Campaign finance reform is always on the periphery of politics, but not because the politicians in power want to change the very system that they have carefully constructed to maintain the status quo. Rather, these reforms are trotted out every so often as a means of placating the public, to assure us that our elected officials are making every effort to stay noble to the cause of public service while avoiding possible conflicts of interest with potential donors. The truth is that campaign finance is a sham, a game played by the wealthy corporations and the individuals that run them. Our system of funding candidates and elections is nothing more than a shell game run by charlatans. Despite the large number of complex regulations currently applied to campaign financing, the fact of the matter is that the system has been brutally finessed by those who seek access to power and have the money to buy it.

A primary cause for voter apathy is the fact that most political candidates do not represent the average citizen. It is hard to get enthusiastic about electing as your representative to the lawmaking halls of society someone with whom you have no common connection or point of view. The average citizen is not born in a wealthy family. They are not universally educated at the most expensive universities. They do not have six figure incomes, luxury boats, or domestic servants. Now take a look at the average politician at the federal and state levels of government. Most are millionaires, from well off families, living a life more luxurious than their countrymen. For people in this position, it becomes difficult to imagine, let alone empathize with, the life of ordinary people. But the costs associated with running an election, even a relatively small local contest, is beyond the means of most citizens who would likely take a shot at being involved if only they could afford the price of admission. What we end up with is the usual slate of candidates, well connected to the established political machines and corporate donors, offering little real choice for voters who crave change. For those left in the game (for that’s what it has truly become) the commencing battle becomes less one of ideas than one of wallets. The only winners are the corporations themselves, giving money for access and getting it back threefold or more when their candidate gets in. They play the odds and support both sides, so they’re always guaranteed a victory. And while it may be technically illegal under today’s laws for corporations to donate to a candidate directly, the spirit of the campaign finance laws are always circumnavigated by the crafty legal teams hired by the corporations and wealthy individuals who think that their great wealth gives them the right to rule the world.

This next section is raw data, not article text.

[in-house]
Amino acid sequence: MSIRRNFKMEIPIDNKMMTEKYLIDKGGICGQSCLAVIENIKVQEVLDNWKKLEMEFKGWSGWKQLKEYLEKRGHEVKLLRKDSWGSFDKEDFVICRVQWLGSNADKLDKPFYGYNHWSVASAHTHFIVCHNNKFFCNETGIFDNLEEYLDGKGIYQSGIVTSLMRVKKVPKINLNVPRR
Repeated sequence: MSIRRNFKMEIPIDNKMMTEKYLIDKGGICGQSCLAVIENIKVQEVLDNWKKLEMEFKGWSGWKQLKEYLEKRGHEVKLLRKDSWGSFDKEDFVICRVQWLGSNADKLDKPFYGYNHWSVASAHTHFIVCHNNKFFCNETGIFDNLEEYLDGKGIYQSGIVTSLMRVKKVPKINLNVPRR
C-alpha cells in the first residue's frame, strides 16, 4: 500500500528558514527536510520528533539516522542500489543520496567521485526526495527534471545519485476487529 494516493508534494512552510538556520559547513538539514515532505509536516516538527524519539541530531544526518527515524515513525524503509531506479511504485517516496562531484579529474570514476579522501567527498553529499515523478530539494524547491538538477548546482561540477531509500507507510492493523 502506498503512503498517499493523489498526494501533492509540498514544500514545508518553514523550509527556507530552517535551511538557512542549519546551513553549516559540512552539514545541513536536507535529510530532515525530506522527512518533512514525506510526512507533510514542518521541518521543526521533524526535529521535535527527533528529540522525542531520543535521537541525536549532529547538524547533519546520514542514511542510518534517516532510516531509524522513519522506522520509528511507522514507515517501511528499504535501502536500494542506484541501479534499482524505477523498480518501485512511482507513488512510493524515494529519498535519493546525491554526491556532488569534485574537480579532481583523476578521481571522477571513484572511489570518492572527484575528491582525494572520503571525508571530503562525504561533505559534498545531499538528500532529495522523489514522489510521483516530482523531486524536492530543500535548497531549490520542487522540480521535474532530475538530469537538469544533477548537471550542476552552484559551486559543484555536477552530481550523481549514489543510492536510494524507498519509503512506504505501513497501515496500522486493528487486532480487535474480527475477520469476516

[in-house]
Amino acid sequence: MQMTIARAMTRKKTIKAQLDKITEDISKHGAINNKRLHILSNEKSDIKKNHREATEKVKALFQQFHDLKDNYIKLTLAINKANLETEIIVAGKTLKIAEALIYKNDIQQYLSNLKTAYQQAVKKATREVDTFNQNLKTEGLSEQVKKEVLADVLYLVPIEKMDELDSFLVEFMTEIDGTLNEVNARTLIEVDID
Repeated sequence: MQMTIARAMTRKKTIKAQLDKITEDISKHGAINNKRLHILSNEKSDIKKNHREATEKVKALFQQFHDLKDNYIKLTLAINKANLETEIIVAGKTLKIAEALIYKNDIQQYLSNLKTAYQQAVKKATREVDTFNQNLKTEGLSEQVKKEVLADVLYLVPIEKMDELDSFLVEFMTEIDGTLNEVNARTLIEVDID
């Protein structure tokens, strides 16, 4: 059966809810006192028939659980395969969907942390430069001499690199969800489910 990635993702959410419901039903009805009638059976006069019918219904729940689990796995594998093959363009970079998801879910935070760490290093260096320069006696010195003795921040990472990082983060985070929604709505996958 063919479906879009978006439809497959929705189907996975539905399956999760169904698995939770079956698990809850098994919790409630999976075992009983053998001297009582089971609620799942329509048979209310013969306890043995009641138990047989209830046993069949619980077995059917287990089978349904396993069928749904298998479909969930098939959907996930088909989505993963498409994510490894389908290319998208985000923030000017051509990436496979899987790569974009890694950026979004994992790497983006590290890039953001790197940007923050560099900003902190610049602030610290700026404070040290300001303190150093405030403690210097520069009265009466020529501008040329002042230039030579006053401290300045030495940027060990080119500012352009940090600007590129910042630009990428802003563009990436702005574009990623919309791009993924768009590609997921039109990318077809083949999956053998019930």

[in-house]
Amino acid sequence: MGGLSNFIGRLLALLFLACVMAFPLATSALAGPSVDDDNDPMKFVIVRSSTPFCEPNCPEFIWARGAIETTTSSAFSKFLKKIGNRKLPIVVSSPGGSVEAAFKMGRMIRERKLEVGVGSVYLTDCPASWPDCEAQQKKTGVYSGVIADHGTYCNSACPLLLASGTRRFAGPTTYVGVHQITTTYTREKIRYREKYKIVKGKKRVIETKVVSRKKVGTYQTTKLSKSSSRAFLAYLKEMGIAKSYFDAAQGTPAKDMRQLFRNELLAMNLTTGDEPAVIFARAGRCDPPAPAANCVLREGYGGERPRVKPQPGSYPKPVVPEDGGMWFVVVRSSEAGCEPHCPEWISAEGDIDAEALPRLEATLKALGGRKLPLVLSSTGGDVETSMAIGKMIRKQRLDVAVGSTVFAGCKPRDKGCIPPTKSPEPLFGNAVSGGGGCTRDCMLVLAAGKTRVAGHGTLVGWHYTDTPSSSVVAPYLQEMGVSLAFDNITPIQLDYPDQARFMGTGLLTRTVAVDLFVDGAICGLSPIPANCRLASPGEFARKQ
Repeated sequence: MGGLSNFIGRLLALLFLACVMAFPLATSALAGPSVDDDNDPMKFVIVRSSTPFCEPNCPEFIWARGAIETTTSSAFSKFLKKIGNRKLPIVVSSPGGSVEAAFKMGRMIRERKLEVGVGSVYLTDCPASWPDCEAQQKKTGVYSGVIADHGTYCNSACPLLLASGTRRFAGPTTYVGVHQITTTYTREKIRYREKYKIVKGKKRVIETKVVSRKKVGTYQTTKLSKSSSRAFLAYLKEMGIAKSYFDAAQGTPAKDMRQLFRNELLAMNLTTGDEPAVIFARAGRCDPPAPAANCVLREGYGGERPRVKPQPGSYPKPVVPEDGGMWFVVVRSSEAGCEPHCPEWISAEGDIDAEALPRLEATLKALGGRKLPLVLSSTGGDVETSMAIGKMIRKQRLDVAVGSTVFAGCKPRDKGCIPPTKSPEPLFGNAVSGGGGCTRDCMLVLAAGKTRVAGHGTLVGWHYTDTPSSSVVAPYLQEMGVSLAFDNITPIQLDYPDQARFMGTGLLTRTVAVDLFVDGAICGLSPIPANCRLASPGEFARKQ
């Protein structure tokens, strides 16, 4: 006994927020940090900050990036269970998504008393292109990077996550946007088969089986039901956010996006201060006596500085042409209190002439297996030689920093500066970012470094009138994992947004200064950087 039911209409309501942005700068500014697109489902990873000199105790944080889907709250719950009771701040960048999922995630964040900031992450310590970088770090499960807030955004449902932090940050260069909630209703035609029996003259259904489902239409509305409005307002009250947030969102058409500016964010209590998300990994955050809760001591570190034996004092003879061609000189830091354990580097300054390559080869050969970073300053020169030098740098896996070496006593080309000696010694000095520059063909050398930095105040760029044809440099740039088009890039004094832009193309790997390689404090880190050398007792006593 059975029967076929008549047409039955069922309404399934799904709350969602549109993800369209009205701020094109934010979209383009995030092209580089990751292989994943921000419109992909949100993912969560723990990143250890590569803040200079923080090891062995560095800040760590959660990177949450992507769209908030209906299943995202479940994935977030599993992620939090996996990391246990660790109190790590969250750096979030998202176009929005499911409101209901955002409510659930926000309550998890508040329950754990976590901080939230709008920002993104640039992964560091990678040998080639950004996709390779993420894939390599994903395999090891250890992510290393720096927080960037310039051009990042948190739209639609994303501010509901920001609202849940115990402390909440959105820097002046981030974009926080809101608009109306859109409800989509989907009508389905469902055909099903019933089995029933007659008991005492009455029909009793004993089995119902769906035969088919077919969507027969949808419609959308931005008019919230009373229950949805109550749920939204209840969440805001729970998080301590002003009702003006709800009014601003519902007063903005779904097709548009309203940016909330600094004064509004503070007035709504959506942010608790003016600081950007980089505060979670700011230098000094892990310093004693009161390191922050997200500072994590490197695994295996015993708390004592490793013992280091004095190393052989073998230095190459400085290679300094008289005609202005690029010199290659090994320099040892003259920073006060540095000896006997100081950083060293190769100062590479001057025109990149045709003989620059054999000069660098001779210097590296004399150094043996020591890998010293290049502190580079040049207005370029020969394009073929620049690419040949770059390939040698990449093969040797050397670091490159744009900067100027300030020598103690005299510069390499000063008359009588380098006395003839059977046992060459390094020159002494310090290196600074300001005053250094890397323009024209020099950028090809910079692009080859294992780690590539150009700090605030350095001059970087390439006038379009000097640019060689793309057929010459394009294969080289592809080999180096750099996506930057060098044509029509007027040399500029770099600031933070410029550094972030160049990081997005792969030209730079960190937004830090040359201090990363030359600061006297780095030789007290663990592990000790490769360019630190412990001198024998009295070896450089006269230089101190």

Real reform is what we need if we are going to have a shot at getting our government back from the corporate interests who dominate the halls of legislation these days. We must leveling the playing field for candidates and lower the costs of running a campaign. First, we must enact tight spending limits on all campaigns including the amount of money a candidate (or their campaign committee) can collect. This will have the effect of reducing the amount of money donated, thereby reducing the inequity of influence by donors. Limits can be based on a cost per voter formula, costs per week of campaigning, or other such assessment. Second, we much put a cap on the amount of money an individual can donate to a campaign and eliminate any kind of collective corporate, union, or PAC donation drives. This cap could be tiered for each level of government, with a lower threshold set for local elections up to a maximum of $1,000 per person in federal elections. This regulation would have the effect of removing inappropriate influence from single entities contributing hundreds of thousands of dollars to a campaign, in effect buying a candidate. It would also give individuals greater control over their own political dollars by eliminating de facto political contributions culled from membership dues and other collective, but not necessarily elective, mandatory costs. Third, we must limit the number of weeks that active campaign advertising can take place, both for a primary run-off and a general election. By reducing the length of campaign advertising to within a month before a primary or general election, we would not only force candidates to spread their message through actually meeting and talking with constituents, we would reduce the costs of campaigning by reducing the amount of advertising that would be purchased.